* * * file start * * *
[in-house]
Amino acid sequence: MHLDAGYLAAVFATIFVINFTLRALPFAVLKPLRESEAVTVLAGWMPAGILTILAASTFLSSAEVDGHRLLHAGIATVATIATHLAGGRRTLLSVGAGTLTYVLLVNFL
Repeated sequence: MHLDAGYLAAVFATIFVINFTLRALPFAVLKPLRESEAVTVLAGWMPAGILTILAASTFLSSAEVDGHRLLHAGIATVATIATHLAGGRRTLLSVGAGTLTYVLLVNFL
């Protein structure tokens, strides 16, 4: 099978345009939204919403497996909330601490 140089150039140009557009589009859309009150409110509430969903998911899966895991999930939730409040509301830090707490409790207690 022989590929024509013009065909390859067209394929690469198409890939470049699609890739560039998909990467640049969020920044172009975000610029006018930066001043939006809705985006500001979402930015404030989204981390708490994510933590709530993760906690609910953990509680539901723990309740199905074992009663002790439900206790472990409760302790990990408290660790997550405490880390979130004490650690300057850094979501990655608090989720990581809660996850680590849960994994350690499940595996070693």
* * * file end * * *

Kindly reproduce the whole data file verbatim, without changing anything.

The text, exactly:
[in-house]
Amino acid sequence: MHLDAGYLAAVFATIFVINFTLRALPFAVLKPLRESEAVTVLAGWMPAGILTILAASTFLSSAEVDGHRLLHAGIATVATIATHLAGGRRTLLSVGAGTLTYVLLVNFL
Repeated sequence: MHLDAGYLAAVFATIFVINFTLRALPFAVLKPLRESEAVTVLAGWMPAGILTILAASTFLSSAEVDGHRLLHAGIATVATIATHLAGGRRTLLSVGAGTLTYVLLVNFL
């Protein structure tokens, strides 16, 4: 099978345009939204919403497996909330601490 140089150039140009557009589009859309009150409110509430969903998911899966895991999930939730409040509301830090707490409790207690 022989590929024509013009065909390859067209394929690469198409890939470049699609890739560039998909990467640049969020920044172009975000610029006018930066001043939006809705985006500001979402930015404030989204981390708490994510933590709530993760906690609910953990509680539901723990309740199905074992009663002790439900206790472990409760302790990990408290660790997550405490880390979130004490650690300057850094979501990655608090989720990581809660996850680590849960994994350690499940595996070693």